Is My Child About to Be Snatched?

Filed under: Funny Stuff, Opinions

When you suddenly notice your child is not by your side at the grocery, or the mall, or the sidewalk, do you immediately think, "Oh my God! Kidnapped!?!" If so, you are not alone.

You are also not in your right mind. You are suffering from media-induced madness.

Here's the deal. We all know that when we turn on TV, chances are good we're going to see something horrific. The last time I watched "Law & Order," it was about a 3-year-old boy snatched off the street in the blink of an eye. The time before, it was about a teenage girl, snatched off the street in the blink of an eye. Watch any of the primetime dramas regularly –- or the news -- and your brain will soon be bulging with stories of kids kidnapped, raped and, of course, killed. The problem is: Those memories are like Styrofoam peanuts. They never wither away.

Instead, they get filed in the brain and consulted on a daily basis. So when we wonder, "Gee, is it safe to let my kid wait at the bus stop by himself?" up pops a file labeled, "KIDS STOLEN FROM BUS STOPS."

And even though it's filled with stories from 30 years ago (Etan Patz), or an ocean away (Maddie McCann) or fictional ("Law & Order"), they are often the only info on that topic that we've got. After all, our brains aren't filled with stories of the millions of children who never went missing. But Jaycee Duggard -- her, we know. She was snatched from a bus stop at age 11 and got away 18 years later. And that easily accessible story is what we use to make our parenting decisions. (Or at least, that's what our mothers-in-law use.)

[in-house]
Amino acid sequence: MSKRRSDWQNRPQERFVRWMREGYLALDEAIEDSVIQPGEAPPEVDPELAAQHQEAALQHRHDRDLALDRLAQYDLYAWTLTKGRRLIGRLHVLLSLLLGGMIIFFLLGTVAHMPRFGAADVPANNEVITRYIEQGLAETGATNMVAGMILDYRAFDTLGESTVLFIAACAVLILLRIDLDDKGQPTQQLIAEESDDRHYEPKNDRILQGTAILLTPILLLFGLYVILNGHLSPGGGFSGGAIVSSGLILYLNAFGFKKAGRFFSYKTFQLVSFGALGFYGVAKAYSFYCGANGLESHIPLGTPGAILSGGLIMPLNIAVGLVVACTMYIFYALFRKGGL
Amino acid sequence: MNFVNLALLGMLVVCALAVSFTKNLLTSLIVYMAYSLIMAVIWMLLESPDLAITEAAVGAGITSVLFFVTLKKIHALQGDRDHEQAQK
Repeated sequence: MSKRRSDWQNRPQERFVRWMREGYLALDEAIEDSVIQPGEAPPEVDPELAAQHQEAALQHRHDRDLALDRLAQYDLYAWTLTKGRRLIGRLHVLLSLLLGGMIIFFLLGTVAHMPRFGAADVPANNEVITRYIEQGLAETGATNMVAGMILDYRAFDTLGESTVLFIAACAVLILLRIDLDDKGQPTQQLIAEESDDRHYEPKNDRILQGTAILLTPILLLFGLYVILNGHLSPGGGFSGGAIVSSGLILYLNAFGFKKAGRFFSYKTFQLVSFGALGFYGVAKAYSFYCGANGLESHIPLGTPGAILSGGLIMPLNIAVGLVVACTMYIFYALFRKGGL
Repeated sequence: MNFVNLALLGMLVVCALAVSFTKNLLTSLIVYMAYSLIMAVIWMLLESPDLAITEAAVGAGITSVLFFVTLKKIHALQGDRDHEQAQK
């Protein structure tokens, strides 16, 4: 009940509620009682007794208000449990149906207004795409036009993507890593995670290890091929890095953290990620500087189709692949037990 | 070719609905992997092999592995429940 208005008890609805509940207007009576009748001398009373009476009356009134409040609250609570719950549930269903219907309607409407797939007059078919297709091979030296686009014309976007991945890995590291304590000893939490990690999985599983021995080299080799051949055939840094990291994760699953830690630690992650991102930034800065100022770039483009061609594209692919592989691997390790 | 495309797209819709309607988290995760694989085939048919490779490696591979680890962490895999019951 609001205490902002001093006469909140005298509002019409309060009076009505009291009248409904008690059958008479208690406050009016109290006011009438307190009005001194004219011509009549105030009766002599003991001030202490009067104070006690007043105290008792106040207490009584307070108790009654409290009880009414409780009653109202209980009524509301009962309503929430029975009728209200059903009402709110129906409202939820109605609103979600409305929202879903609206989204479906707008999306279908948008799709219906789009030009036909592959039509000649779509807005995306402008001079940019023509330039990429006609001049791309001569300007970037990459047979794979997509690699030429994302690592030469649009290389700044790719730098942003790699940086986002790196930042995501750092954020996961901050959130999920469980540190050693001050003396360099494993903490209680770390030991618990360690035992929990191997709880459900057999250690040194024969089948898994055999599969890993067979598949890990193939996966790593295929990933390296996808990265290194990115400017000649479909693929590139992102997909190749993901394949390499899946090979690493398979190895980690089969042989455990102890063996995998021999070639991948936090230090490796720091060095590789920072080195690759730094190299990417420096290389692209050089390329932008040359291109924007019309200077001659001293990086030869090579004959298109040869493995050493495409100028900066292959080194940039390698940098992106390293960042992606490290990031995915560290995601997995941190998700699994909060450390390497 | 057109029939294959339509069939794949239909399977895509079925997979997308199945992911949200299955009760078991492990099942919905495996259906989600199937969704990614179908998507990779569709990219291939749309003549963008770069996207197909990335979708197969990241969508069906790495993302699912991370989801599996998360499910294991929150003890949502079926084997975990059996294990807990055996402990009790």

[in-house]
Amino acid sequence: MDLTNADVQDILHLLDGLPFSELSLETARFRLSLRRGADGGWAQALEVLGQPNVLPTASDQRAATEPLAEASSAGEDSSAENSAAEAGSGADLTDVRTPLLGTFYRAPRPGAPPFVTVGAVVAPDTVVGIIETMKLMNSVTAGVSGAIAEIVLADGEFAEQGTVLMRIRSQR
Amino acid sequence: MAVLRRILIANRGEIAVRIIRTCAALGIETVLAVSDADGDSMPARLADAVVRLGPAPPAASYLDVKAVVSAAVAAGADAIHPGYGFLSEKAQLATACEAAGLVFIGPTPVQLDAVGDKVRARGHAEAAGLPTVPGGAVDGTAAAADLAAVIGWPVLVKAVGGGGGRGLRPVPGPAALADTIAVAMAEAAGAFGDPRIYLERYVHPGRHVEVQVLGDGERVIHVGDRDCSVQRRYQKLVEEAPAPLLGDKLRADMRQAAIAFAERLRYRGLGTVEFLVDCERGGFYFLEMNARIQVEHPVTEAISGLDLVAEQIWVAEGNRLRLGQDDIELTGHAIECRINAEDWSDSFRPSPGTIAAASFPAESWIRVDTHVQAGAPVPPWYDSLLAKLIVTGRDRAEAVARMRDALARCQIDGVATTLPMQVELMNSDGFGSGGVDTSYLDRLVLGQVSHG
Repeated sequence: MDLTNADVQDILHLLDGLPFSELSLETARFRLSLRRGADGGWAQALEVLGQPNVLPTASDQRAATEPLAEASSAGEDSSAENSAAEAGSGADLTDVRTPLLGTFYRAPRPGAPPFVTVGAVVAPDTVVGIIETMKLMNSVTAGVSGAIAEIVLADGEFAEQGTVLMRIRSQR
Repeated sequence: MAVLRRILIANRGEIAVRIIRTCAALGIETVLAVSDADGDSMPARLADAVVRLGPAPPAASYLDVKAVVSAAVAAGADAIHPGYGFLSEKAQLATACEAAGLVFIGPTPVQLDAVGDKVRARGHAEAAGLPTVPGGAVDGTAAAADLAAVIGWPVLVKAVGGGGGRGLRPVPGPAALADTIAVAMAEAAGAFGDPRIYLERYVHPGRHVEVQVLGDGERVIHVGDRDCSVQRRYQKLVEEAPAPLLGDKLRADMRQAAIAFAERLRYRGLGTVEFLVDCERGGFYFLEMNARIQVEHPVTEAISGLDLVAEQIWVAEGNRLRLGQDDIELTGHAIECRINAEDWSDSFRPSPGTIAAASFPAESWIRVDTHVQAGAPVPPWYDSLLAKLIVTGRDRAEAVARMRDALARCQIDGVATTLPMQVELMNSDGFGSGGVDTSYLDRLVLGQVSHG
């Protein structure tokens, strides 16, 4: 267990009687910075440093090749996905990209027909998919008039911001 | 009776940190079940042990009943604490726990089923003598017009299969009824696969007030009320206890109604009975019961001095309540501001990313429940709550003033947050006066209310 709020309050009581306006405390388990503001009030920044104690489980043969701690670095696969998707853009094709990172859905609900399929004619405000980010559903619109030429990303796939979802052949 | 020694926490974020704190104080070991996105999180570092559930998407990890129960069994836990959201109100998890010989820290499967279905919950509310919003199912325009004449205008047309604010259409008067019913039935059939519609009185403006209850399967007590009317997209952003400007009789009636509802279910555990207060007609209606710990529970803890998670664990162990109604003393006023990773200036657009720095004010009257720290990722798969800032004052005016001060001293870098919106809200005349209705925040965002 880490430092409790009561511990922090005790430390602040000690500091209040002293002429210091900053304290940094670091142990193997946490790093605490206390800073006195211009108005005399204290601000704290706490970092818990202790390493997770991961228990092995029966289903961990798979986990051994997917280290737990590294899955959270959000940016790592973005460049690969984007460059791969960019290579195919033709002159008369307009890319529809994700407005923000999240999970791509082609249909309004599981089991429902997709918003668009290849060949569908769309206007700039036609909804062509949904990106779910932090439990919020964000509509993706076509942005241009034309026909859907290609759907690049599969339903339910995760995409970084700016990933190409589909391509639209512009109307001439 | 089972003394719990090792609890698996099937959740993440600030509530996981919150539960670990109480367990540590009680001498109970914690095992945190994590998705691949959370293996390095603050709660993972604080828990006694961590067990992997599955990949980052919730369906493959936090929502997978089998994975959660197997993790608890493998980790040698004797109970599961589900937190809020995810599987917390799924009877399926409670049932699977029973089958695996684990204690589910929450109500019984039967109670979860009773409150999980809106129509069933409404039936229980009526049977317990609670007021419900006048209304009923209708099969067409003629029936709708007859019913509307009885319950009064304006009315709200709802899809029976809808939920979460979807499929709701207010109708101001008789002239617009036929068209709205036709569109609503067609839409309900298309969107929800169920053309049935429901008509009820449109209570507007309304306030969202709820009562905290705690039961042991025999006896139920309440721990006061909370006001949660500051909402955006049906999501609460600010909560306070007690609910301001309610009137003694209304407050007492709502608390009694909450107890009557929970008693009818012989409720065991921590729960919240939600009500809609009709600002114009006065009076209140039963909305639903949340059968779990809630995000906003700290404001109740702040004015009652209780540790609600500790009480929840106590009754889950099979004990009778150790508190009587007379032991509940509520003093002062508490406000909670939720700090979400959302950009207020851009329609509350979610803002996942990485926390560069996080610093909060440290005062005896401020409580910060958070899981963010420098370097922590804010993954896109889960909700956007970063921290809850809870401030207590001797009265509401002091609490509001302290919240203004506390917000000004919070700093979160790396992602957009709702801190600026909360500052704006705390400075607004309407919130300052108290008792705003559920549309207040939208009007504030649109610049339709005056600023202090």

Dr. Marc Siegel, a professor at New York University Medical Center, is trying to help parents understand why that's a bad idea. In his book, "False Alarm: The Truth About the Epidemic of Fear," he writes, "A lion is wise to be afraid of a lion, but not a lion thousands of miles away."

Trouble is, thanks to TV, the lion never seems thousands of miles away. It seems like it's one aisle over, in produce. TV wants us to feel that way. It keeps us watching. How else to explain this fact Siegel dug up? From 1990 to 1998, the murder rate went down 20 percent in America.

On TV news it went up 600 percent.

We can act like misguided zebras and live in constant fear for our kids. Or we can turn off the TV and reacquaint ourselves with the real world, where lions are not allowed in the grocery store.

And there aren't very many at the mall, either.

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AdviceMama Says:
Start by teaching him that it is safe to do so.